“Hey! Where are the blankets?” Barry asked. The burlap sacks, which provide the slip to the slide, were nowhere to be seen. It was something they hadn’t thought through on the climb.

“I’m sure we’ll be fine,” Alex said, his voice a little dry. The boys crept over to the edge and sat down in separate grooves. Their hearts pounded against their ribcages and fluttered against their shirts. They glanced at each other and pushed off. The wind whipped at their bodies and filled their ears as they whooshed down the soaring yellow slide.

Because of this, they didn’t hear the voice that shouted at them. They did when their momentum slowed at the first hump and stopped them by the scrunch of their pants. “HEY!”

Panic now spiked with the adrenaline. Without speaking, Alex and Barry scooted to the next drop. They whooshed down the next part of the slide but had one more hump before the bottom. The smooth and speedy drop was replaced by the tug of their clothes and a quick stop. They pulled at the sides on this level out while they squirmed to the edge of the final drop. Sweat poured from their hands and mixed with a sticky surface on the slide.

They crested the last ridge and saw a man in a gray jumpsuit with a tool belt reach for a walkie talkie. He was about fifty yards away, by the Ferris wheel, and sprinting towards them. As the boys slid down the last slope, it seemed like they were going to slide right into him.

The bottom of the slide had a runoff of about thirty feet at ground level. The man slowed his run and caught his breath as he reached the low fence around this area. The boys slowed down immediately when they hit the flat bottom. Alex and Barry traveled only three of the thirty-foot stretch across the ground. They saw the man’s eyes bulge from this distance. A good interval and a fence were between them and getting caught.

“Come here!”

No thank you.

They didn’t need to hear the lack of command in the man’s voice to spur the instinct to bolt. They were already doing it. Hopping the fence and running for the woods, Alex and Barry looked back. Over their shoulders, they saw the man start to chase them and quickly give up. His scowl and curses at the boys admitted defeat. Barry and Alex now knew there was no way that man would be able to catch them in the face of a chase into the woods.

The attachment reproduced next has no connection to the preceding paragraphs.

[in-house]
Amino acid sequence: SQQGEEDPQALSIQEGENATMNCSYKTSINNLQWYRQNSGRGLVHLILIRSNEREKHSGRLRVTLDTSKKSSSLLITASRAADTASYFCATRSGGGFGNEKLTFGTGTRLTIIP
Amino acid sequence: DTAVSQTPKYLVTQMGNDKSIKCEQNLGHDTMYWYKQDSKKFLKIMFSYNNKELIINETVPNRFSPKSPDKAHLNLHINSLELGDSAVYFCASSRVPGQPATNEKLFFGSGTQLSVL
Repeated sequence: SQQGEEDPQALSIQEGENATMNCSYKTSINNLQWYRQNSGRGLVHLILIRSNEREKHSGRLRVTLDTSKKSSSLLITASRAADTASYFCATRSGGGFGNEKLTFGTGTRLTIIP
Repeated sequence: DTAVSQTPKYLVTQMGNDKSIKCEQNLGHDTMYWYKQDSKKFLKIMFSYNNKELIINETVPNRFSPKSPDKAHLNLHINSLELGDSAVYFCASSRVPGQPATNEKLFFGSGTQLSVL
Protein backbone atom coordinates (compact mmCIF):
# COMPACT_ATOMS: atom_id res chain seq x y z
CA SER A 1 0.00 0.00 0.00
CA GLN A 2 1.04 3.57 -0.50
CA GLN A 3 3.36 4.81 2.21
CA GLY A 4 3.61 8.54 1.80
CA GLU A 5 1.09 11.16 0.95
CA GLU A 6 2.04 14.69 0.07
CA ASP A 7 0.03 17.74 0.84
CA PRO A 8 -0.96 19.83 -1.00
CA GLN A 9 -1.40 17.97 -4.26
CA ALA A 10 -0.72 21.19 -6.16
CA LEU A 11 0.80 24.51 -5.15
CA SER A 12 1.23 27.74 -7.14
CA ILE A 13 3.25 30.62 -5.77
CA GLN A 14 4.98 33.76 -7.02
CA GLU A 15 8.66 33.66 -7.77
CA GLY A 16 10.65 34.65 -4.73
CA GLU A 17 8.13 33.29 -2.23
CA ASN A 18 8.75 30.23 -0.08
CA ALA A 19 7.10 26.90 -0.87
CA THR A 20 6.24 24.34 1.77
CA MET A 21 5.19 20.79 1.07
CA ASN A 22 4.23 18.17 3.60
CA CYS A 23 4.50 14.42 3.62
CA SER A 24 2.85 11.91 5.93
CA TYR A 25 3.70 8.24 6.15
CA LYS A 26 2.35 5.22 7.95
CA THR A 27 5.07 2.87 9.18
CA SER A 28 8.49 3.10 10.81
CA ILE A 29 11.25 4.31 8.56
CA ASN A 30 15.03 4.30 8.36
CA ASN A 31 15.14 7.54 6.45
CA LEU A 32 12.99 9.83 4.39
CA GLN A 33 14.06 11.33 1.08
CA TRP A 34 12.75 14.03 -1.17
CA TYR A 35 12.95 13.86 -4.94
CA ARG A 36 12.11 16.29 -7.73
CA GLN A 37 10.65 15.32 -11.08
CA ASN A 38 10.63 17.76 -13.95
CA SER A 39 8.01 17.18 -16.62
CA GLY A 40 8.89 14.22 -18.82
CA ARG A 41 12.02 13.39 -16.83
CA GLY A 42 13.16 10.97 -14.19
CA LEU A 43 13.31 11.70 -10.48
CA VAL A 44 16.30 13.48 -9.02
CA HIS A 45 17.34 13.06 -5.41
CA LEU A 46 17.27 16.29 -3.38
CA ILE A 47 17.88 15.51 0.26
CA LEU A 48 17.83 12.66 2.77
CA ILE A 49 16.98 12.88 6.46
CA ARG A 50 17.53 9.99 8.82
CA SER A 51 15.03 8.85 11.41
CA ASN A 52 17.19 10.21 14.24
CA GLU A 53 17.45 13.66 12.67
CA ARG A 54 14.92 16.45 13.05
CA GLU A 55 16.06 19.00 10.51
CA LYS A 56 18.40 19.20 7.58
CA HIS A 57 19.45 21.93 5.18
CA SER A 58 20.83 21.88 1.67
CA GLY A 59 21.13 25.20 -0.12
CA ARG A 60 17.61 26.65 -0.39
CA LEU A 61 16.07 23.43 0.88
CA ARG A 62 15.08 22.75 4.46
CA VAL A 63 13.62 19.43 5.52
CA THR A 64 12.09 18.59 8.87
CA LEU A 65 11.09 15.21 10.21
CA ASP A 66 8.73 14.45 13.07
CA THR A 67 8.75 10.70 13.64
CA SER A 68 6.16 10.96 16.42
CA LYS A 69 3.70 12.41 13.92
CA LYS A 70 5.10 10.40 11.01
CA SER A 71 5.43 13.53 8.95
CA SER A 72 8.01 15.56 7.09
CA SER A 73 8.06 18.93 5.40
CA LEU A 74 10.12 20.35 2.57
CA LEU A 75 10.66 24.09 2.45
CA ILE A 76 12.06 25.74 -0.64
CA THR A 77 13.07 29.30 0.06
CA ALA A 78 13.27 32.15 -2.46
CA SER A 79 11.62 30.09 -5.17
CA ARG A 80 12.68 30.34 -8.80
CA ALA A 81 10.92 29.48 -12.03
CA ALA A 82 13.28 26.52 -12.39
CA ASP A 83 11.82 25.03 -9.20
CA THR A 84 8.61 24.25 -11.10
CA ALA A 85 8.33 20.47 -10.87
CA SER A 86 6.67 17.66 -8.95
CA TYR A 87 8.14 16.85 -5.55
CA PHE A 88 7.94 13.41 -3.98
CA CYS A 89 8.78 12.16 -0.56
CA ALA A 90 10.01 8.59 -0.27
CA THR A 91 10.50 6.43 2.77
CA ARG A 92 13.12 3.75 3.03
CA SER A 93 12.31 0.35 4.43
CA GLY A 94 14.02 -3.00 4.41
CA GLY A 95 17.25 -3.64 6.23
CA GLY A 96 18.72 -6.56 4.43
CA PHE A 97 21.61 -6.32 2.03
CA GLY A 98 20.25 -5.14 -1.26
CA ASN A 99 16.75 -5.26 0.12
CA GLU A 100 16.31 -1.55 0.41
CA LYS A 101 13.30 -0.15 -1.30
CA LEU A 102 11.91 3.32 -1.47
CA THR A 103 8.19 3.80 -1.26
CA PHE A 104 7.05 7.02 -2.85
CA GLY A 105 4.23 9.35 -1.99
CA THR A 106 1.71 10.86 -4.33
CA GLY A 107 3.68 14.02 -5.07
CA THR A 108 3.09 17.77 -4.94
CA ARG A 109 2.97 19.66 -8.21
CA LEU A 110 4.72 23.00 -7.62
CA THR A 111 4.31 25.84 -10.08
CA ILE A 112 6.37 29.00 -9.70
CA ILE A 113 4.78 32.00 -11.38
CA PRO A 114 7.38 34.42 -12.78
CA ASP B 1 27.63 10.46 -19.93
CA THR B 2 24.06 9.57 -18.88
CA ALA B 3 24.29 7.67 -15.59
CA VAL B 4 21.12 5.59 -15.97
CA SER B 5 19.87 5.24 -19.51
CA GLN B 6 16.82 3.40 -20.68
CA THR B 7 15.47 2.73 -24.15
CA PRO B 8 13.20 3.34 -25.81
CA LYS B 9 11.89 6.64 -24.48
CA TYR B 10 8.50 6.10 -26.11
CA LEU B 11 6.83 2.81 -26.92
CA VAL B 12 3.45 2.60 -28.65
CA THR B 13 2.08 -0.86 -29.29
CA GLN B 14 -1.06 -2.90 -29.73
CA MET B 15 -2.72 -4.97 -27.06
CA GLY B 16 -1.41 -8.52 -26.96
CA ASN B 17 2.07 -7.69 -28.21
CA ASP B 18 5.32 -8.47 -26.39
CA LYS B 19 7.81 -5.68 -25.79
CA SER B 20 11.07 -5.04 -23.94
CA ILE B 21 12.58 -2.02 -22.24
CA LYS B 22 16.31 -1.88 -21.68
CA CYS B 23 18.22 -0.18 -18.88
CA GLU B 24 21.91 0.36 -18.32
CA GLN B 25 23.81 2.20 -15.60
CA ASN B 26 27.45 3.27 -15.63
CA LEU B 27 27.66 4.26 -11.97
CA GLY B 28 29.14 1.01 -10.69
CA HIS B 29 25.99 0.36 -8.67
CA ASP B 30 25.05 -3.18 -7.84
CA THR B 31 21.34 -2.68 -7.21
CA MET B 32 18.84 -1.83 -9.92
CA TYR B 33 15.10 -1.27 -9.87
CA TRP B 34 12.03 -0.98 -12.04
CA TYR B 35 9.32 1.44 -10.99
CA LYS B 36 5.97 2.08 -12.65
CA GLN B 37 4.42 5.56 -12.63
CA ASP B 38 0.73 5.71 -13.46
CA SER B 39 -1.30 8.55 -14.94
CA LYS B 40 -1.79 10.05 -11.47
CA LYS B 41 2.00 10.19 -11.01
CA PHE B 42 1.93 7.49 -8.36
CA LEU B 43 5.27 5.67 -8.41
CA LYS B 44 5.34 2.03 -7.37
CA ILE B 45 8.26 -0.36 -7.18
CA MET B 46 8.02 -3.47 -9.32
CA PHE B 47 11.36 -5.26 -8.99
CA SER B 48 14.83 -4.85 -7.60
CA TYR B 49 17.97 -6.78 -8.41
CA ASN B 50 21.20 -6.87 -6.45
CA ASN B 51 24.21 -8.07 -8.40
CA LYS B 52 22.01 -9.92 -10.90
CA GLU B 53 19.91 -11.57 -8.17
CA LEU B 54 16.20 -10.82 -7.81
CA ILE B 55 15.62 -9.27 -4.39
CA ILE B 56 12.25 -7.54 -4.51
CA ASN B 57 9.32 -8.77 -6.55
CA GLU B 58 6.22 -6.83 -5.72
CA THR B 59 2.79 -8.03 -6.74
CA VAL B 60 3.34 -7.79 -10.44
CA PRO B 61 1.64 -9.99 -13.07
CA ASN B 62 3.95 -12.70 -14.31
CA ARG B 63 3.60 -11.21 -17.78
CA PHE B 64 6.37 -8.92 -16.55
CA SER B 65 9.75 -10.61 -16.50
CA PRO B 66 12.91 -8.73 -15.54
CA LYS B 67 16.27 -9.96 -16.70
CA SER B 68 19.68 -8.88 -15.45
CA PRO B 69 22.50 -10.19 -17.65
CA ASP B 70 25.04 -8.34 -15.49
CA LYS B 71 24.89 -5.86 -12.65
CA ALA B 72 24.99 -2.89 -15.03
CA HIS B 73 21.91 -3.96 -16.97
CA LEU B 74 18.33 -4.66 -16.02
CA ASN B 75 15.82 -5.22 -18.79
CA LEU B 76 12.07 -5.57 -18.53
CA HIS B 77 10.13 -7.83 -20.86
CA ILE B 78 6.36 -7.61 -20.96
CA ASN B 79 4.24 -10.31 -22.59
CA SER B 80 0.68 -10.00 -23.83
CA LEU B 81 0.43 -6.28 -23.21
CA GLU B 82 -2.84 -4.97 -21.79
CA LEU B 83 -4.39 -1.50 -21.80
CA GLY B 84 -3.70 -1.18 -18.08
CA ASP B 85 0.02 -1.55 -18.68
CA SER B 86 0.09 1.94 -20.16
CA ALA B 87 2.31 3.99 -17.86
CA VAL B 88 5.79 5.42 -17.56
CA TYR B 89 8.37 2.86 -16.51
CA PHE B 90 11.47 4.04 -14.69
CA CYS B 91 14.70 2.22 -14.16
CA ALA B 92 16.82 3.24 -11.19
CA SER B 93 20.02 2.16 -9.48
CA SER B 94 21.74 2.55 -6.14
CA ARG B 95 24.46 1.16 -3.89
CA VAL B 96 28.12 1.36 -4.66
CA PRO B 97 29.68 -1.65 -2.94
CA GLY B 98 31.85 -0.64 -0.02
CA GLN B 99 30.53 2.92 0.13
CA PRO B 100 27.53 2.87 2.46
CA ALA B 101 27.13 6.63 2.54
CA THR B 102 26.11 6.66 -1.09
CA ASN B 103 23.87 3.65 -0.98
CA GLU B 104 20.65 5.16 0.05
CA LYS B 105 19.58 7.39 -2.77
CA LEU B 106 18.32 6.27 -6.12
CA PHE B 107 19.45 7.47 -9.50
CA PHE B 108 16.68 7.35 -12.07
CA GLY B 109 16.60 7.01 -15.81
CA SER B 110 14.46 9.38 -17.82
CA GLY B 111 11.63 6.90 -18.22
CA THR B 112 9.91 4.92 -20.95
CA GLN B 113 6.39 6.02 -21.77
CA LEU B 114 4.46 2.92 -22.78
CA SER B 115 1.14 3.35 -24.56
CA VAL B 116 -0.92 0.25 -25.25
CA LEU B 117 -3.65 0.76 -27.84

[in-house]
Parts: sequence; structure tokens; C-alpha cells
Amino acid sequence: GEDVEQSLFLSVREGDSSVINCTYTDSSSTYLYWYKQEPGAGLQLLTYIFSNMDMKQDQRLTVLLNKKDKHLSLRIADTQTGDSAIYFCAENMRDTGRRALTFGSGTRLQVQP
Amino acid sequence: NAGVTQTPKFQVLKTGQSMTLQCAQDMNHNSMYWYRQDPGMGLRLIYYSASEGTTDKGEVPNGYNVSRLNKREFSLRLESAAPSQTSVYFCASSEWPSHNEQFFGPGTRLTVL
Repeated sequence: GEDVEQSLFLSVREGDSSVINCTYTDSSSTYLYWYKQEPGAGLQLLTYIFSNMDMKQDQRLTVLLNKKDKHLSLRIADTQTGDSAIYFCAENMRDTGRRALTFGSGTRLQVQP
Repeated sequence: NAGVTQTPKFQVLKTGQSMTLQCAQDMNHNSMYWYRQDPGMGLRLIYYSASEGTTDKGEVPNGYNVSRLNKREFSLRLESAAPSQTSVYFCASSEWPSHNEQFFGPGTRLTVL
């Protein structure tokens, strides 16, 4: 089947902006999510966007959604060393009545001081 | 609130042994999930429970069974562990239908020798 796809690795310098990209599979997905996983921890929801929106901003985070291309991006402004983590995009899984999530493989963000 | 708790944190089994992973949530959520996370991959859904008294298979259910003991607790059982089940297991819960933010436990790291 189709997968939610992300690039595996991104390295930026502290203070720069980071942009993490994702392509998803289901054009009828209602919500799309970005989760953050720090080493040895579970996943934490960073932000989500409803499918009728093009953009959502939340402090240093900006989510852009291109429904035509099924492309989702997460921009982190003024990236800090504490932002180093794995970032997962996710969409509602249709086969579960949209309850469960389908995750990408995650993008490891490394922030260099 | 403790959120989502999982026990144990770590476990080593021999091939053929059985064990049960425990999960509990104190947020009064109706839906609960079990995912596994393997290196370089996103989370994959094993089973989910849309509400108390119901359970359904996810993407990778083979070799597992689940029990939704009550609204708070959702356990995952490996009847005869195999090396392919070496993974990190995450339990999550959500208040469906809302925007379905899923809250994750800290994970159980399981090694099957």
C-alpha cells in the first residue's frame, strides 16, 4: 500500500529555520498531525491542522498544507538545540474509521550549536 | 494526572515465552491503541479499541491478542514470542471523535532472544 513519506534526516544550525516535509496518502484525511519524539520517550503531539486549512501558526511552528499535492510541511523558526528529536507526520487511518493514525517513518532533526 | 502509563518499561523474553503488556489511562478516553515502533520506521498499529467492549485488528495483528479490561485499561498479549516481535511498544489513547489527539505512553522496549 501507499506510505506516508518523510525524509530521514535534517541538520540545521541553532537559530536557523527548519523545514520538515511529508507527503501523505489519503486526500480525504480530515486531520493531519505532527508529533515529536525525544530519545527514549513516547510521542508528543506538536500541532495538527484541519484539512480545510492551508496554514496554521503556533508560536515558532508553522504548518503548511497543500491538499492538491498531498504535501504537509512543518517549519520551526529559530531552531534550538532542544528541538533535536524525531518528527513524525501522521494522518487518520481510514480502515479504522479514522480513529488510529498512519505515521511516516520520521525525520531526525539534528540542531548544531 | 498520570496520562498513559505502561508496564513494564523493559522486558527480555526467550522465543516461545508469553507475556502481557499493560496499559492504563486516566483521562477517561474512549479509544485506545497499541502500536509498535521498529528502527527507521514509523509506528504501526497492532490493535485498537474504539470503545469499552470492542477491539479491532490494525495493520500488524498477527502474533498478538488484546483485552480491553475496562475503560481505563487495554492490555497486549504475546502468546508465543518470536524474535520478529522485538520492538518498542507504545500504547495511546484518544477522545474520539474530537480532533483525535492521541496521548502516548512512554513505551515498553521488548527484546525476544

Their panic turned to elation. They jumped over fallen trees and skipped through a stream on their way through the woods before they came out on the main street. They caught their breath and began to slow down on the side of the road. If they paused and stopped to think about their situation, they might have realized bursting out of the woods laughing on the main street was a bad idea.

But boys with smoke bombs and bang snaps in their pockets don’t think of the consequences. They just think about the thrill. And if they need to get out of trouble, they improvise. Usually, it works out. They thought it did this time.

Barry and Alex strutted back down the street with their hands swinging and their pockets still bulging with smoke bombs and bang snaps. Cars that passed them slowed but didn’t beep. As they walked through town, they didn’t understand why everybody looked at them.

They decided to walk on the sidewalk for a change. They wiped their sweaty hands against the front of their pants. A smudge of yellow came off, but they didn’t think anything of it. Barry and Alex didn’t know the sign on the stairs of the yellow slide said Wet Paint, not Keep Out. They didn’t know that the seats of their pants were streaked with yellow paint. Everybody else did.

Drew Alexander Ross studied business and film at the University of San Francisco. He hopes to be a successful writer one day and currently works at a middle school in Los Angeles. Drew has placed in two screenwriting competitions and has a short story accepted to be published by DrunkMonkeys.